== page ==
Are There Integrity Gaps in Your Parenting?

If there’s one thing I hate, it’s parents who unconsciously abandon their teenagers but act like they aren’t. And I’m not talking about parents who actually leave; I have more compassion for parents who just can’t deal and are honest about it. I’m talking about parents whose walk doesn’t match their talk. That really frosts my cookies.

It breaks my heart when parents stop paying attention to their kids once those little ones become teens. But the worst for me is when parents don’t realize they are emotionally abandoning their teenagers and they spew excuses to justify their behaviour. Excuses like these:

  • My kid is so independent; I don’t think I have much to add to her/his already-full life
  • I try to spend time with her/him but s/he is always on the go and we are each busy with our own projects
  • When I was her/his age I didn’t need my parents anymore either; this is normal
  • I left home at 16 and I was ready. It was fine for me; I haven’t been negatively affected

But I believe what’s really going on for these parents is a mix of these three mindsets:

  1. My teenager is old enough to be left on her/his own now! Yay freedom!! There is so much stuff I back-burnered. I can’t wait to do all those things I put aside in the name of serving my kid(s)!
  2. I need a g-dang break from this over-a-decade-long, non-stop, burn-out-inducing parenting gig. Nobody has died so far, and it’s looking like nobody will, so I’m going to nap for a few years.
  3. Teenagers are strange creatures. I feel uncool when I hang around my kids and their friends and I don’t know how to talk with them anymore now that we don’t play Lego and tag. This reminds me of how awkward I felt when I was a teenager and I was desperate to be liked and my parents didn’t understand me – I actually don’t want to be reminded of any of that painful stuff. I’ll just check out and watch Netflix.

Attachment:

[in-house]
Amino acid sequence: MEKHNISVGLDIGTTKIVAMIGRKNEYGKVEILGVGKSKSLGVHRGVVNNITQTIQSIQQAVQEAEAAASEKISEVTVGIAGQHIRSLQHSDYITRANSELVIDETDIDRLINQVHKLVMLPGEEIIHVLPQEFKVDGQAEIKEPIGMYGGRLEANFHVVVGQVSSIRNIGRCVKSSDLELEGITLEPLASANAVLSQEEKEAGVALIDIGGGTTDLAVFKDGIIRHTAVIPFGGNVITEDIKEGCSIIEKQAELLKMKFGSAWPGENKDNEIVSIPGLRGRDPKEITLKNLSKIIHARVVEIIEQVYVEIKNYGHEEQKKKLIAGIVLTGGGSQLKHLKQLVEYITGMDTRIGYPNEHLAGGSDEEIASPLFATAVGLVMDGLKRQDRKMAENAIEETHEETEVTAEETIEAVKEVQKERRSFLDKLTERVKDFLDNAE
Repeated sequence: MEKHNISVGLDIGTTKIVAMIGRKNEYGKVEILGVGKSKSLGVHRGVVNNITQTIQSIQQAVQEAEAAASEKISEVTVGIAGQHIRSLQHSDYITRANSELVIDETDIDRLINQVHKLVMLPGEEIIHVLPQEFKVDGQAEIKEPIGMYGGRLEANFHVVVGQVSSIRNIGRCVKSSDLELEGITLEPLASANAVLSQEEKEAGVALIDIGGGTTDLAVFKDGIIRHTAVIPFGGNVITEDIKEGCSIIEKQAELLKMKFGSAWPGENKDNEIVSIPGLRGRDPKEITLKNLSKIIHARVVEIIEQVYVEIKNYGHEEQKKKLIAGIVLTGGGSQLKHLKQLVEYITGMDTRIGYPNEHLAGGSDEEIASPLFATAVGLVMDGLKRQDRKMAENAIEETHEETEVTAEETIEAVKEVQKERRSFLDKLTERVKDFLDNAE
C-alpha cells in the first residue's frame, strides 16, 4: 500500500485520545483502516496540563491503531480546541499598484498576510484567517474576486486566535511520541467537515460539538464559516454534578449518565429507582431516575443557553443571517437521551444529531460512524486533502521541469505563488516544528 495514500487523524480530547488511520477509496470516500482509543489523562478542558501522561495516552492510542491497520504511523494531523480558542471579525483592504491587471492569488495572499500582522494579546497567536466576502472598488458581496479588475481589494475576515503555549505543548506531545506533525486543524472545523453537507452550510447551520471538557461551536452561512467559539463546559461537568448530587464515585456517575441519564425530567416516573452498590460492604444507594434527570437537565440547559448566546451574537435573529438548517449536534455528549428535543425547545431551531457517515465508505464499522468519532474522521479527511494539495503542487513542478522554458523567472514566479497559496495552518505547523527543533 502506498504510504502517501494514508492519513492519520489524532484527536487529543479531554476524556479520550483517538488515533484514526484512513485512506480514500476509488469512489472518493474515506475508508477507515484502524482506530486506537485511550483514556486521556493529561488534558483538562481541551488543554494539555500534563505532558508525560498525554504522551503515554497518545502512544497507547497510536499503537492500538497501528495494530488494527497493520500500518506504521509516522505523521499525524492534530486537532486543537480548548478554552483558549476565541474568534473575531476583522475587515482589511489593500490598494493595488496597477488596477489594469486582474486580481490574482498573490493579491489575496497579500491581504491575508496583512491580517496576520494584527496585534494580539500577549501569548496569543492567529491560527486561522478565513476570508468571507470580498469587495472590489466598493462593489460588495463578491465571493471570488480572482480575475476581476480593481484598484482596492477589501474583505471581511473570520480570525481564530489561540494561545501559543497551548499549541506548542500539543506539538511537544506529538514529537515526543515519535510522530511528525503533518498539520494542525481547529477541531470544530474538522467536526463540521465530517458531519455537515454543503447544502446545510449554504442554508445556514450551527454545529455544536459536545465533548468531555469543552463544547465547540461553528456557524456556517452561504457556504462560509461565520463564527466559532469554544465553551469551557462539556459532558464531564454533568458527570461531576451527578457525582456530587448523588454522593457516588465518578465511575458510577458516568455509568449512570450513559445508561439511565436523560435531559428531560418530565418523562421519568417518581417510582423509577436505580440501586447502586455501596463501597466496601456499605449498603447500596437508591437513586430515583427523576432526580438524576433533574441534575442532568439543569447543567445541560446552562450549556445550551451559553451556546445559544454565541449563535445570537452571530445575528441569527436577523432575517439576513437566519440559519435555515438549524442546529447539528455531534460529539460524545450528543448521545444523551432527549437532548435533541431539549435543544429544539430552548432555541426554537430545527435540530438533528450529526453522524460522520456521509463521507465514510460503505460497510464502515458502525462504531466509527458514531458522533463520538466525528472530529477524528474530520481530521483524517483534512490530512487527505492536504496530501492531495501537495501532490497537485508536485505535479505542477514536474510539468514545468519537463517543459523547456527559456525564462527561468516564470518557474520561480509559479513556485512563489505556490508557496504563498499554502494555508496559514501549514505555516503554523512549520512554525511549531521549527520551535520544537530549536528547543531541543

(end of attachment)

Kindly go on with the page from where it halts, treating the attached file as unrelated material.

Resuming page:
As Danielle LaPorte says:

What I’m preaching about is
1) waking up
2) so you can do the work
3) that needs to be done
4) to live in a world
5) we espouse to want to live in.

Let’s back that up and start at #5. What is the world you want to live in with your teenager? We routinely say that certain things are important to us: youth mental health, consistency with our parenting, treating our kids fairly, family mealtimes, personal self-care, fun and laughter, creating warm memories. So what do we need to do to live in that world? If we fail to grapple long enough with this question we fall into an integrity gap.

An integrity gap is that space that opens up when our behaviour is out of alignment with our values.

I can’t just do ‘what feels right’ as a parent, because sometimes my exhaustion or my overwhelm or my awkwardness is driving the bus and what feels right is playing hockey or getting drunk or flying to Sedona for a weekend with my sister or going to a knitting retreat. I cannot let feelings be my guide because feelings are always changing.

Feelings give us ENORMOUSLY IMPORTANT INFORMATION with which to make our parenting decisions. It is foolish to not use this data; always check in with your feelings and explore them.

But what needs to guide parenting are the conscious decisions we make about what kind of world we want to live in with our teen and what we are going to do to create that world. How are you going to wake up and do the work that needs to be done?

Here’s a place to start:

Your teenager still wants and needs to be close with you, even if it seems s/he is pushing you away. Do you wonder how to make the space for a deeper relationship with the teens in your life? Here are some ideas and here are some more.

I’m reading a book right now called Fierce Conversations: Achieving Success at Work & in Life, One Conversation at a Time. Here’s a relevant gem:

“For relationships to move forward and upward, you must have fierce affection for the other person. You must have genuine curiosity about what is going on with that person at any given time. You must have an insatiable appetite for learning more every day about who he or she is and where he or she wants to go and how this does or does not mesh with who you are and where you want to go. And all of this is helped significantly by your willingness to occasionally set aside all of the topics ping-ponging inside your own head and simply be with this other person, here and now.”

Find the fierce affection and genuine curiosity you have for your teenager. Dig deep and bring that shit into the light.

In the comments below, tell me one or two of your most important parenting values 🙂

 

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